U.S. Navy Called On to Maintain Protective Coating

The U.S. Navy is feeling pressure to come up with the money needed to maintain a protective coating that was applied to the Mountain View Hangar One’s steel skeleton.

The Depression Era-structure, which is rather large, was stripped of its PCB-laced siding, the coating is supposed to seal in the toxins that are still there and guard against the elements while a restoration plan is being developed that includes the possible reuse of the structure.

The Navy hosted a public hearing in Mountain View open house-style to get feedback from the public regarding the proposed plan for ensuring the coating is maintained over a thirty year period. The advocates for restoring Hangar One were quick to point out that there was no specification as to which agency is to pay the approximate $6 million to maintain the coating.

Surface coatings in Minneapolis, throughout Minnesota, and all through the world are used to make surfaces safer to the environment so that people and animals are able to remain safe.

Initially, it was suggested that NASA bear the cost since it has been Moffett Field’s operator since 1994. However, NASA, the EPA, and the community feel that the Navy has the responsibility to pay. Even the community said that NASA needed to stay out of the matter since they didn’t create the problem. It wasn’t NASA that decided how the hangar was to be sealed when the siding was taken off; the Navy made the decision to strip the siding after it was discovered it contained PCBs, asbestos, and lead.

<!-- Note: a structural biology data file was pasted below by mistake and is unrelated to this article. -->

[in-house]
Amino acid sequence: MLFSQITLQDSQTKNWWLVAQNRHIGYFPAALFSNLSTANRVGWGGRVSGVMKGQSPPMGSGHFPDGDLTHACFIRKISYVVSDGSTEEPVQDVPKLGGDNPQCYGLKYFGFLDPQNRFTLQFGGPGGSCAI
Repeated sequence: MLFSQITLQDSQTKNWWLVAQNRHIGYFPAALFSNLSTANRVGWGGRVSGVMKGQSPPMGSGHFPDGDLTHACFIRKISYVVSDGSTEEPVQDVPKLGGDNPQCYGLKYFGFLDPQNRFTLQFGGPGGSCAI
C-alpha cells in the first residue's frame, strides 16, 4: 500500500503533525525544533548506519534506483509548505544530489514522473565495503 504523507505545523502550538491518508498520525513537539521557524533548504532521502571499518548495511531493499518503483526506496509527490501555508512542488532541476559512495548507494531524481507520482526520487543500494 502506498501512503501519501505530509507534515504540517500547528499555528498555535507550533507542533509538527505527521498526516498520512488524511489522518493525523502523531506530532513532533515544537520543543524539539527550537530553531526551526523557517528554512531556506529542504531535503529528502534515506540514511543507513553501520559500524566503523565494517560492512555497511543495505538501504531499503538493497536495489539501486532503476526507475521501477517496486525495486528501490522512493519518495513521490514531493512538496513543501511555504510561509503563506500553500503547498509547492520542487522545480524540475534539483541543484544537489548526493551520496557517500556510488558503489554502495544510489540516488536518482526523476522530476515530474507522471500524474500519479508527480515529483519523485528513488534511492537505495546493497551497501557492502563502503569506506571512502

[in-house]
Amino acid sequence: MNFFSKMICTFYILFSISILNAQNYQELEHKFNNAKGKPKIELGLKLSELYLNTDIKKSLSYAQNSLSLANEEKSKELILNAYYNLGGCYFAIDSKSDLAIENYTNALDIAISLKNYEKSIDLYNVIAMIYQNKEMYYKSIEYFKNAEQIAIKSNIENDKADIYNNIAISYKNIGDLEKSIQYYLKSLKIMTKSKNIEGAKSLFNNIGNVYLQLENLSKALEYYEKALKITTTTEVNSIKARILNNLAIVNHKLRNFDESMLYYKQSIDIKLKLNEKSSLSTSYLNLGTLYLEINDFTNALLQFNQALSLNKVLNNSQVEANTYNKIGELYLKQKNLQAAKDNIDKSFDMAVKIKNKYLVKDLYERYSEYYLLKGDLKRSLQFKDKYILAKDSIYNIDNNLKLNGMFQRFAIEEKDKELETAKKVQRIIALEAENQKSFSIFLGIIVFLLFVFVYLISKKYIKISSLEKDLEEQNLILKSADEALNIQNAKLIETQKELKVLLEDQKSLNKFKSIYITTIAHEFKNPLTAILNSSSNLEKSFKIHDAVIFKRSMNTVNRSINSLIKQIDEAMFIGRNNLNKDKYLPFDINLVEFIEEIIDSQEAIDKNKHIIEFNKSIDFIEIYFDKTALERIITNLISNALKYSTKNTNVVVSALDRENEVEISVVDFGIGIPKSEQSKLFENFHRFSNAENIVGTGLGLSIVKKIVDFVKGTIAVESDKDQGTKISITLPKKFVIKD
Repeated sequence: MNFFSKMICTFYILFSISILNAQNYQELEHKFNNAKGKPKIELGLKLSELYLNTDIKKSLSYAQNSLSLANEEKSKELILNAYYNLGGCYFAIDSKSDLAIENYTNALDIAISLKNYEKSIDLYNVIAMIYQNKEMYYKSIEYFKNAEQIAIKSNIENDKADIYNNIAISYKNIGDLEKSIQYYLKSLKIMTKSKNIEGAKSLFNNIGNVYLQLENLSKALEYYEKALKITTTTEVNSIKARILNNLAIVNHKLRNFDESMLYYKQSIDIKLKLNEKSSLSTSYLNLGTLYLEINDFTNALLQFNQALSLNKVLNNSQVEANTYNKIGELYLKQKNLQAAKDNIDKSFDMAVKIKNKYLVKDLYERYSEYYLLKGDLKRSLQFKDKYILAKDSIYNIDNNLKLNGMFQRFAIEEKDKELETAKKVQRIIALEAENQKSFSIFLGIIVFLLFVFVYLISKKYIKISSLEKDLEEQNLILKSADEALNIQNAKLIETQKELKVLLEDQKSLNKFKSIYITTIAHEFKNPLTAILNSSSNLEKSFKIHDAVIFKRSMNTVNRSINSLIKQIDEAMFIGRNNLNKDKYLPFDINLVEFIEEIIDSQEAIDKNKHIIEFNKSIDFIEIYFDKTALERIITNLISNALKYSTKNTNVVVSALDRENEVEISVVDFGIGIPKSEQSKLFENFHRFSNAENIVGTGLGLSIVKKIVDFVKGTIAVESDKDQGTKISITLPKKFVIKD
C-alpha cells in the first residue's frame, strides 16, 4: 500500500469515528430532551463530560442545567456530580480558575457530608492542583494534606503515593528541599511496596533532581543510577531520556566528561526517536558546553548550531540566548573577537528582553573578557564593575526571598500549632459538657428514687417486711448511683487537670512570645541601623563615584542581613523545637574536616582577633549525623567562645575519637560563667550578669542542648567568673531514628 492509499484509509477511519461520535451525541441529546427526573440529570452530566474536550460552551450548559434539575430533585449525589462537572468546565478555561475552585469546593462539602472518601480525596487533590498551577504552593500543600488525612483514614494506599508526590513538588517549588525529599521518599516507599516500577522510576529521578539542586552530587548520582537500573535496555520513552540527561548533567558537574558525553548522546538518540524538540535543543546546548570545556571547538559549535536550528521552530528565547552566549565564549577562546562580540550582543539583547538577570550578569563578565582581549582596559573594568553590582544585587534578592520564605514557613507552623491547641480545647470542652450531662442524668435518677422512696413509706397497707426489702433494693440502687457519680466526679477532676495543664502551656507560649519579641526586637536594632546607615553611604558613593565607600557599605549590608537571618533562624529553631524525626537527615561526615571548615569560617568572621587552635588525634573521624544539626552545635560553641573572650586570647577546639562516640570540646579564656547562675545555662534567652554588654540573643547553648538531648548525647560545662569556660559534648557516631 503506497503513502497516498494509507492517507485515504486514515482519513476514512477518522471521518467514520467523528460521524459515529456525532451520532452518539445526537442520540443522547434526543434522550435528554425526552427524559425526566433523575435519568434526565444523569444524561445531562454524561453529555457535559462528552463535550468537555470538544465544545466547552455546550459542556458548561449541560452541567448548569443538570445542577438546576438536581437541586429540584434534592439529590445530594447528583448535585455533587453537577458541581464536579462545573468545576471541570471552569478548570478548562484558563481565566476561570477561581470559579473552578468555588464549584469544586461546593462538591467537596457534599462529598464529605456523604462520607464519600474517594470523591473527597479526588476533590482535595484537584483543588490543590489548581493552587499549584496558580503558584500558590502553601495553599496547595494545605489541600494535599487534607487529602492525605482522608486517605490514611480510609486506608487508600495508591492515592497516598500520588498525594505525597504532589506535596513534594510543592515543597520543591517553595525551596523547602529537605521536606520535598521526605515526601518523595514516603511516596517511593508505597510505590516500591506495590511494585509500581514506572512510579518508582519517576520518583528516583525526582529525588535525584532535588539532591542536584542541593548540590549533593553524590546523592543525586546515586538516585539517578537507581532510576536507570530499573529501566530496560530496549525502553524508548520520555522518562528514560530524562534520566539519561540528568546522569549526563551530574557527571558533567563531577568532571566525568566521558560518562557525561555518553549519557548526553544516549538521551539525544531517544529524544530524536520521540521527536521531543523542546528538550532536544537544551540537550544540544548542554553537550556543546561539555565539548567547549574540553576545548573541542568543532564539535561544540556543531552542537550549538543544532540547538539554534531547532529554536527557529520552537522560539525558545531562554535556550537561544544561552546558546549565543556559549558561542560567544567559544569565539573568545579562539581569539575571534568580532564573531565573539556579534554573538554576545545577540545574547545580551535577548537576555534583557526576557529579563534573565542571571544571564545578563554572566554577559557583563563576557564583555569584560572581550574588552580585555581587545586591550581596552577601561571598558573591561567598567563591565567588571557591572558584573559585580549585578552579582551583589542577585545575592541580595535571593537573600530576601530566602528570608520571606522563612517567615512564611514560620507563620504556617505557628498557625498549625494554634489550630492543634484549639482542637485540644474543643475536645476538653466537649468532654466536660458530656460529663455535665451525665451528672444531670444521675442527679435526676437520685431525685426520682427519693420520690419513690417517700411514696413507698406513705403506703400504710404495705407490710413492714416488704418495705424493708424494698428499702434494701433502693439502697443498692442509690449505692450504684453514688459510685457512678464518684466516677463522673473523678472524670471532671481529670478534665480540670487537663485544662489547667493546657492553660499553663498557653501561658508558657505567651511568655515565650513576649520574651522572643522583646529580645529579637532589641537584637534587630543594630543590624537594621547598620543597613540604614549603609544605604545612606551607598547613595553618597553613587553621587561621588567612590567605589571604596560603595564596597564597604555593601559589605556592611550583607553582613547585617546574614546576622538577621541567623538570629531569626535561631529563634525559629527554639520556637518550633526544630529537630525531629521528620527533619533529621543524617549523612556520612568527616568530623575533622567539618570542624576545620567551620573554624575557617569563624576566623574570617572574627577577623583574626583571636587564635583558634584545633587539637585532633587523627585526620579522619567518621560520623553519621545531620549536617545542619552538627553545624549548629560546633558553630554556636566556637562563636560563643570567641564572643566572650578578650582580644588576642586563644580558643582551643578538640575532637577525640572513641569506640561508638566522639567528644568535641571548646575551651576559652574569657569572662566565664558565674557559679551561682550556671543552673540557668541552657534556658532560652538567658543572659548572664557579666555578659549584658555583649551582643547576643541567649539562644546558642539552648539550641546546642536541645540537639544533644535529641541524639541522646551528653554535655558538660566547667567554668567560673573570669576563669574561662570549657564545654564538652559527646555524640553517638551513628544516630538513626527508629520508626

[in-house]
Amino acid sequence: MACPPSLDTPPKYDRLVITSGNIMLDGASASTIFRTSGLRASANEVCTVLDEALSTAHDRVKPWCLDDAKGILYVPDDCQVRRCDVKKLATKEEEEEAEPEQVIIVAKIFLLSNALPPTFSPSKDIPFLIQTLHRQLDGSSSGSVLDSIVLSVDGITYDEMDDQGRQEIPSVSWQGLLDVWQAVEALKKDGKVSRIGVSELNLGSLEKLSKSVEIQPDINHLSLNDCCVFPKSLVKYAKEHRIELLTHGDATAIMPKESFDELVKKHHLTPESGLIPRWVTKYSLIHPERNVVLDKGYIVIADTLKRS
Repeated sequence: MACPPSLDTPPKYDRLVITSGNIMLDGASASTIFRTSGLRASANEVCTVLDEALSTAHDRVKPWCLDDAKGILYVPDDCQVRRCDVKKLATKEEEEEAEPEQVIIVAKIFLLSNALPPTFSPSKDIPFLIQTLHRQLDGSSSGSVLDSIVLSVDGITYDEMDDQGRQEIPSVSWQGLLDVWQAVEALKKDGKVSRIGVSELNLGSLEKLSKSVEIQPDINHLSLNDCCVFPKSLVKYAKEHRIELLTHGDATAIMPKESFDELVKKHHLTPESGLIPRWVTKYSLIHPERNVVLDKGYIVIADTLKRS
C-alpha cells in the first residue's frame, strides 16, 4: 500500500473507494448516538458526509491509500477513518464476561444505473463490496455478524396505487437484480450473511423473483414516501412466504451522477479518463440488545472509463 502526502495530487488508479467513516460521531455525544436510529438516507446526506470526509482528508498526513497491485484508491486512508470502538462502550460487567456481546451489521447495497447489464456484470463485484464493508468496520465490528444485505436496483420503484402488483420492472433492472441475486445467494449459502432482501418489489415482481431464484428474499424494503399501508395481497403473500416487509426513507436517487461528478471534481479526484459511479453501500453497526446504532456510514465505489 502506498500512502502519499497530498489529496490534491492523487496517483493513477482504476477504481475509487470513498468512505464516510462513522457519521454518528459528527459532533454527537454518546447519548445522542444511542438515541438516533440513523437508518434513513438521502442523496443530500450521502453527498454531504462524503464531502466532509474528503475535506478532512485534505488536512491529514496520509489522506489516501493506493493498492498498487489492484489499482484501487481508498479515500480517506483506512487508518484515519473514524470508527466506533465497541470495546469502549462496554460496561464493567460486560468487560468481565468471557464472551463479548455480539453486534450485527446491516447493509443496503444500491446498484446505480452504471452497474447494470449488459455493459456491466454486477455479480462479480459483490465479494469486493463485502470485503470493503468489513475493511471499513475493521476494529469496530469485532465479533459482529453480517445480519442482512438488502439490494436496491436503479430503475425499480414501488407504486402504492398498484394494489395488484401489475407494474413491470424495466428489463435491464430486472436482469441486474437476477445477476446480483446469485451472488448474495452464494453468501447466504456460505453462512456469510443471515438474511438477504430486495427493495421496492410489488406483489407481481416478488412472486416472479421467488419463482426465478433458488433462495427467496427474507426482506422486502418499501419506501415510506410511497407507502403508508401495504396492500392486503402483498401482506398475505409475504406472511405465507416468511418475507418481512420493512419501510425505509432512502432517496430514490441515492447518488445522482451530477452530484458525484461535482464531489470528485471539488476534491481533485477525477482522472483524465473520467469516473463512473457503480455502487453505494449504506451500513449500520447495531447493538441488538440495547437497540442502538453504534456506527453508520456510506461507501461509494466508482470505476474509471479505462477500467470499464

NASA also had something to say on the matter, stating that the Navy had incorrectly assumed that NASA would take over the maintenance and operation of Hangar One. There was never an agreement reached between the two.

Earlier this year, the U.S. General Services Administration and NASA issued a request for proposals from those qualified to restore Hangar One and reuse it. The bids are due in by September 30.

While the Navy received a majority of the criticism at the hearing, one resident blasted NASA from not accepting a Google offer to restore the structure in exchange for using it to park some of the company’s aircrafts.

The community, nonetheless, is in agreement that the hangar is not just another building, but a piece of history that is important to the area and the entire country. It is a piece that tells a story and that is why there is such a concern with its preservation.